Smith & Son is the story we’re being sold for this week’s big new release – glossy special effects thriller After Earth features both Will and his boy Jaden, both of whom are perfectly bankable names bearing in minds their past successes.
Will has been a bit quiet of late, the third instalment of Men In Black aside, but he’s got sequels for Hancock and I Robot and even Bad Boys 3 in the pipeline.
Jaden, who also shared screen time with the old man in The Pursuit of Happyness in 2006, made a good enough fist of his first big role in the 2010 remake of The Karate Kid that we can dismiss any mumblings about nepotism in the film world.
So what have we got here? Well, think what would happen if the bloke in I Am Legend had custody of a stroppy teenager instead of a loveable dog, add in some Star Trek style and just a pinch of Paper Moon and there you go.
Will and Jaden play father and son, dad’s a top military commander and the lad is trying to follow in his footsteps but not impressing the teachers at space commando college because he takes too many risks, goes his own way, disobeys orders – you know how it goes.
They’re supposed to be spending some bonding time together when an unfortunate accident finds them stranded on Planet Earth, abandoned 1,000 years before because it was just too dangerous for humans.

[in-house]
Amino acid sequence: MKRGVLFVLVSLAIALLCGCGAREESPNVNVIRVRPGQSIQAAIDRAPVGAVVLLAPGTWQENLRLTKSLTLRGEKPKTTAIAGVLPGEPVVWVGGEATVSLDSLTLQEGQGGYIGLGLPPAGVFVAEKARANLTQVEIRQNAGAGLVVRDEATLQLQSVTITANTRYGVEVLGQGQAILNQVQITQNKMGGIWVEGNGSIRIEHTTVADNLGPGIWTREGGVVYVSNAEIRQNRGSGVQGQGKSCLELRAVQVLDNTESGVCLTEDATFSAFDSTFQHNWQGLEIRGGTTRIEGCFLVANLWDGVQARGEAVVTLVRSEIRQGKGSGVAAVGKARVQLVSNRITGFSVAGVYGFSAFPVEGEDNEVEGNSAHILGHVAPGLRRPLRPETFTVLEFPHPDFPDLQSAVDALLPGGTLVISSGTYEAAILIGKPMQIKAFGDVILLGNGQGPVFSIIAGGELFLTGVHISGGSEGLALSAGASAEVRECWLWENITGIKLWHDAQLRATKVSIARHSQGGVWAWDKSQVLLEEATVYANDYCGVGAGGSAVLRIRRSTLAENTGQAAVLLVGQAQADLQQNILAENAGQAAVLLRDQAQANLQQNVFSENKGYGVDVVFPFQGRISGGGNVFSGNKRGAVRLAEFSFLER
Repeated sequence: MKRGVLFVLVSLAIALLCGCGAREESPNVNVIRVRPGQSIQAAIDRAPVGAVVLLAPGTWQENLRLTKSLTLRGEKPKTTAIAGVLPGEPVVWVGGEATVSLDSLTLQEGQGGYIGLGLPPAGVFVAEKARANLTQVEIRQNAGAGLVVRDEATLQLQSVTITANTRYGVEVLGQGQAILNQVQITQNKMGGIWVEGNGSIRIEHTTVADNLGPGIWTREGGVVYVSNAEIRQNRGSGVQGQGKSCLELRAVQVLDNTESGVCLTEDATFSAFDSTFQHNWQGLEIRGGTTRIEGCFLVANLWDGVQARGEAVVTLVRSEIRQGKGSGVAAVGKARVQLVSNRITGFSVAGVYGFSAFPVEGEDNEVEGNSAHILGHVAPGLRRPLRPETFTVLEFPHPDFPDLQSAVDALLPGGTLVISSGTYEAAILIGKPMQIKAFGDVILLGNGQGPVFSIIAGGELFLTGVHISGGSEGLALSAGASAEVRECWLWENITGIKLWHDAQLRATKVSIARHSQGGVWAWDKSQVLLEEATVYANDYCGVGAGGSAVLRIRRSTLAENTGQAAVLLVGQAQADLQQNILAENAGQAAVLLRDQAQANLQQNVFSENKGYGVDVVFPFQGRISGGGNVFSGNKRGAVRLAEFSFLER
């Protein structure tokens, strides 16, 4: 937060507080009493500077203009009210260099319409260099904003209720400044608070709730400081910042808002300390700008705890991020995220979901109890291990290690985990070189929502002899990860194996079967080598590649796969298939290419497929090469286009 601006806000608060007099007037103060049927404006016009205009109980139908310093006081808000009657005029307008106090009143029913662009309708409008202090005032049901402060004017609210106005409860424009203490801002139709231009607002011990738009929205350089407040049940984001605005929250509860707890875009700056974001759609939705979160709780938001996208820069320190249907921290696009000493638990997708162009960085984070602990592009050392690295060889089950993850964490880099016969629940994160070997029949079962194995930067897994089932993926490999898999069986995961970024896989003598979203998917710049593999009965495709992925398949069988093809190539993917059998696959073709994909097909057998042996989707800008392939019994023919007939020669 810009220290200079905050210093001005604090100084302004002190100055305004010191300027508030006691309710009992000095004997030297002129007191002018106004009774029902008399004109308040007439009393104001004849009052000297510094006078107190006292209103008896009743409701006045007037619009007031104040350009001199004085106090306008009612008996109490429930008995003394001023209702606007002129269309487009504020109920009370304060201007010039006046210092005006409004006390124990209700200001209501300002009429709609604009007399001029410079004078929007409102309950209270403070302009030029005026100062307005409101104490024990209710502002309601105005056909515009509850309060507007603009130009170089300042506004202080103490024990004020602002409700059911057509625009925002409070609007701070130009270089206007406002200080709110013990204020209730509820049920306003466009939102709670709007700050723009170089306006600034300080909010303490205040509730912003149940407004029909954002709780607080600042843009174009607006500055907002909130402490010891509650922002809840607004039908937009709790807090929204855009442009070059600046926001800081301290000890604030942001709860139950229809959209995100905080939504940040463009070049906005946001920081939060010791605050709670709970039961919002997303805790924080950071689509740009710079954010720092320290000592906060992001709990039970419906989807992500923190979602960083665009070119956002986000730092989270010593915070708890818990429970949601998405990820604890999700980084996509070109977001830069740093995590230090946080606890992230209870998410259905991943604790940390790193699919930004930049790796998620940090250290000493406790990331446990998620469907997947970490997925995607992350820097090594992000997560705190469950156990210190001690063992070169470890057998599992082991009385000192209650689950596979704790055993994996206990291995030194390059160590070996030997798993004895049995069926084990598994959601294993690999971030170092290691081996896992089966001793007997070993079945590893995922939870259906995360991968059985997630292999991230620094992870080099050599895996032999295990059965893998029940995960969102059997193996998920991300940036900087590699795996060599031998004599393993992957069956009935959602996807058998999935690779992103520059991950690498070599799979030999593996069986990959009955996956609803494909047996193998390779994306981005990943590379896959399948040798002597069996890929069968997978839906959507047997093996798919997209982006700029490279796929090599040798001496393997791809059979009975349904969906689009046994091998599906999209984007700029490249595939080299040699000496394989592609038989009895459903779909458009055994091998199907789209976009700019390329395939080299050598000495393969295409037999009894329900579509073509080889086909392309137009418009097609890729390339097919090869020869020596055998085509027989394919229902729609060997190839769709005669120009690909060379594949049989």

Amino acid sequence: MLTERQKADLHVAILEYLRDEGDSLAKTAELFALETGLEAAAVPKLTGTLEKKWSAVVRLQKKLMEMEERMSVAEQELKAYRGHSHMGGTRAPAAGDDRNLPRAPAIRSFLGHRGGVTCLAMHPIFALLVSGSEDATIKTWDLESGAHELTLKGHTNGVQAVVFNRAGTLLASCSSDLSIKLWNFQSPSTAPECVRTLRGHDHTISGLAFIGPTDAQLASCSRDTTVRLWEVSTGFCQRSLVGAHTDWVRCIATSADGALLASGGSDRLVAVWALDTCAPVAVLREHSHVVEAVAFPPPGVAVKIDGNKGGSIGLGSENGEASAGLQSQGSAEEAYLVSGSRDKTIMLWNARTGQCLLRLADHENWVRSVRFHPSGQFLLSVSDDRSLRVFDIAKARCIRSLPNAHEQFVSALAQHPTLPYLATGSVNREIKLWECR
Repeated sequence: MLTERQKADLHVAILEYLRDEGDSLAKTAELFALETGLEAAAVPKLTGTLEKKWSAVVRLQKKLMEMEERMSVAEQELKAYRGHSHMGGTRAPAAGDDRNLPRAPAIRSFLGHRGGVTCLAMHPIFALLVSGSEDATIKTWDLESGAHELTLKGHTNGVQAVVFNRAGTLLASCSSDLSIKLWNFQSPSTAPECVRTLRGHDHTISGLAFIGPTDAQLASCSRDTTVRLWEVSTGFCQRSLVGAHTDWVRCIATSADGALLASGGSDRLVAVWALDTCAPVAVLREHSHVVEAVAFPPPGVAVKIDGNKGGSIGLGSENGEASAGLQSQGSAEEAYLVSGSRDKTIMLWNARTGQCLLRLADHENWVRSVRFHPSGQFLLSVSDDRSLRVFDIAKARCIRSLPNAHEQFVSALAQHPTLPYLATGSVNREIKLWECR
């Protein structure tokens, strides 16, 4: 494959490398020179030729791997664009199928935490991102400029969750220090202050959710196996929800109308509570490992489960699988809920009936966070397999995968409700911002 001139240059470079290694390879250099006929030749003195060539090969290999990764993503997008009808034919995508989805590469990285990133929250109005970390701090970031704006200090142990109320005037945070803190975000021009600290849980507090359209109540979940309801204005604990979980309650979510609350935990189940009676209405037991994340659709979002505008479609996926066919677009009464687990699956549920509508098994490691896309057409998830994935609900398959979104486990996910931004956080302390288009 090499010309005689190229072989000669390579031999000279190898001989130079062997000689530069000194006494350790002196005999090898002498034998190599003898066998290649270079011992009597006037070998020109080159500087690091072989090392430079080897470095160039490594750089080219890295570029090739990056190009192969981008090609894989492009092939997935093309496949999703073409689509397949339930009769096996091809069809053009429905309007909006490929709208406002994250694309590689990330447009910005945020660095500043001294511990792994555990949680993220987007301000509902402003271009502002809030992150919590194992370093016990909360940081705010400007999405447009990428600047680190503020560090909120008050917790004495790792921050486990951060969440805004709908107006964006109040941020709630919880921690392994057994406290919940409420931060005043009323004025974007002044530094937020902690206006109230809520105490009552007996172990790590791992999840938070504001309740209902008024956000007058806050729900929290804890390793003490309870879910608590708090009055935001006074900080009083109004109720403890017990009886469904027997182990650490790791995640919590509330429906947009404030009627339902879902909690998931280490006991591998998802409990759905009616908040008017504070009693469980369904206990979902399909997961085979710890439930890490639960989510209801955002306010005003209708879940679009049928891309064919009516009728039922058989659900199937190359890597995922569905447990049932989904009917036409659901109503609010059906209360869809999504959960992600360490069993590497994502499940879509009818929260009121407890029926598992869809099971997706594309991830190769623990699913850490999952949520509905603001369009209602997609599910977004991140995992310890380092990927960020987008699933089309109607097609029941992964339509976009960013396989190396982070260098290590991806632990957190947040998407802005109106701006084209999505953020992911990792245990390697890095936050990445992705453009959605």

Will’s crocked but can use high-tech gizmos to keep in touch with the boy, Jaden has to cross territory filled will all sorts of special-effects demons to retrieve a beacon which will send out an SOS so they can get rescued.
The pair don’t actually share a great deal of screen time as Jaden does battle with the green screen and Will lingers back in the crashed spacecraft, offering wisdom from a distance, and it’s a solid enough sci-fi story but for the posturing of director M. Night Shyamalan.
This is the first time in 20 years that Mr Sixth Sense has tackled anything other than his own screenplays, apparently, and there’s a reason – and it’s because most of his other output has failed to hit the mark.
You can see the money that’s been lavished on this big-budget blockbuster in every scene, but that doesn’t mean to say you’re going to fall in love with it.
Elsewhere you’d be well-advised to avoid The Last Exorcism: Beginning Of The End, which sadly doesn’t do what it says in the title.
As its predecessor made a solid enough bunch of change at the box office, we get another 15-rated frightener which puts the wobbly camera motif to one side now it’s so unfashionable but serves up Ashley Bell trying to get back to normal life after the unpleasantness of the first outing. Do you know what, she can’t...